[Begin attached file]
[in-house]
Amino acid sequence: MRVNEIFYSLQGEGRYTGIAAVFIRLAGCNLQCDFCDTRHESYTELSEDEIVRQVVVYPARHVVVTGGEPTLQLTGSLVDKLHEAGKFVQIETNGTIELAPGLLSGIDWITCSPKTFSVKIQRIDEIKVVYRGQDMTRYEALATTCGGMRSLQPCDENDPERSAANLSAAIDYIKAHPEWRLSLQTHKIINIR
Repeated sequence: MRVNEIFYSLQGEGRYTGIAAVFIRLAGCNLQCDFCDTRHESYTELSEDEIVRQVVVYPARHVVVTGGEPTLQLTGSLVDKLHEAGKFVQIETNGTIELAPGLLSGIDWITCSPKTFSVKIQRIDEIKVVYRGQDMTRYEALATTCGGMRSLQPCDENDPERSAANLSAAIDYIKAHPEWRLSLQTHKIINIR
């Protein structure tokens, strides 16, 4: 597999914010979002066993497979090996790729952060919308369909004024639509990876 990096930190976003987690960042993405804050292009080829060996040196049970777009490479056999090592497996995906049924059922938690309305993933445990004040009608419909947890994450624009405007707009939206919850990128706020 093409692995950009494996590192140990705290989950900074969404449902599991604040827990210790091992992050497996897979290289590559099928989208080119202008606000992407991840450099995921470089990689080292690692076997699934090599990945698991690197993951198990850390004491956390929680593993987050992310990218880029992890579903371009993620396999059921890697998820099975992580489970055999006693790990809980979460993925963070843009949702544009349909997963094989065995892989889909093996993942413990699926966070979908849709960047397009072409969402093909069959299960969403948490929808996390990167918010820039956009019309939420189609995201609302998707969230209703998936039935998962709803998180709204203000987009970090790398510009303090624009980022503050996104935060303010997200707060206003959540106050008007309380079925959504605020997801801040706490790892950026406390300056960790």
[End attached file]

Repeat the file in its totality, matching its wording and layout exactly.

[in-house]
Amino acid sequence: MRVNEIFYSLQGEGRYTGIAAVFIRLAGCNLQCDFCDTRHESYTELSEDEIVRQVVVYPARHVVVTGGEPTLQLTGSLVDKLHEAGKFVQIETNGTIELAPGLLSGIDWITCSPKTFSVKIQRIDEIKVVYRGQDMTRYEALATTCGGMRSLQPCDENDPERSAANLSAAIDYIKAHPEWRLSLQTHKIINIR
Repeated sequence: MRVNEIFYSLQGEGRYTGIAAVFIRLAGCNLQCDFCDTRHESYTELSEDEIVRQVVVYPARHVVVTGGEPTLQLTGSLVDKLHEAGKFVQIETNGTIELAPGLLSGIDWITCSPKTFSVKIQRIDEIKVVYRGQDMTRYEALATTCGGMRSLQPCDENDPERSAANLSAAIDYIKAHPEWRLSLQTHKIINIR
């Protein structure tokens, strides 16, 4: 597999914010979002066993497979090996790729952060919308369909004024639509990876 990096930190976003987690960042993405804050292009080829060996040196049970777009490479056999090592497996995906049924059922938690309305993933445990004040009608419909947890994450624009405007707009939206919850990128706020 093409692995950009494996590192140990705290989950900074969404449902599991604040827990210790091992992050497996897979290289590559099928989208080119202008606000992407991840450099995921470089990689080292690692076997699934090599990945698991690197993951198990850390004491956390929680593993987050992310990218880029992890579903371009993620396999059921890697998820099975992580489970055999006693790990809980979460993925963070843009949702544009349909997963094989065995892989889909093996993942413990699926966070979908849709960047397009072409969402093909069959299960969403948490929808996390990167918010820039956009019309939420189609995201609302998707969230209703998936039935998962709803998180709204203000987009970090790398510009303090624009980022503050996104935060303010997200707060206003959540106050008007309380079925959504605020997801801040706490790892950026406390300056960790």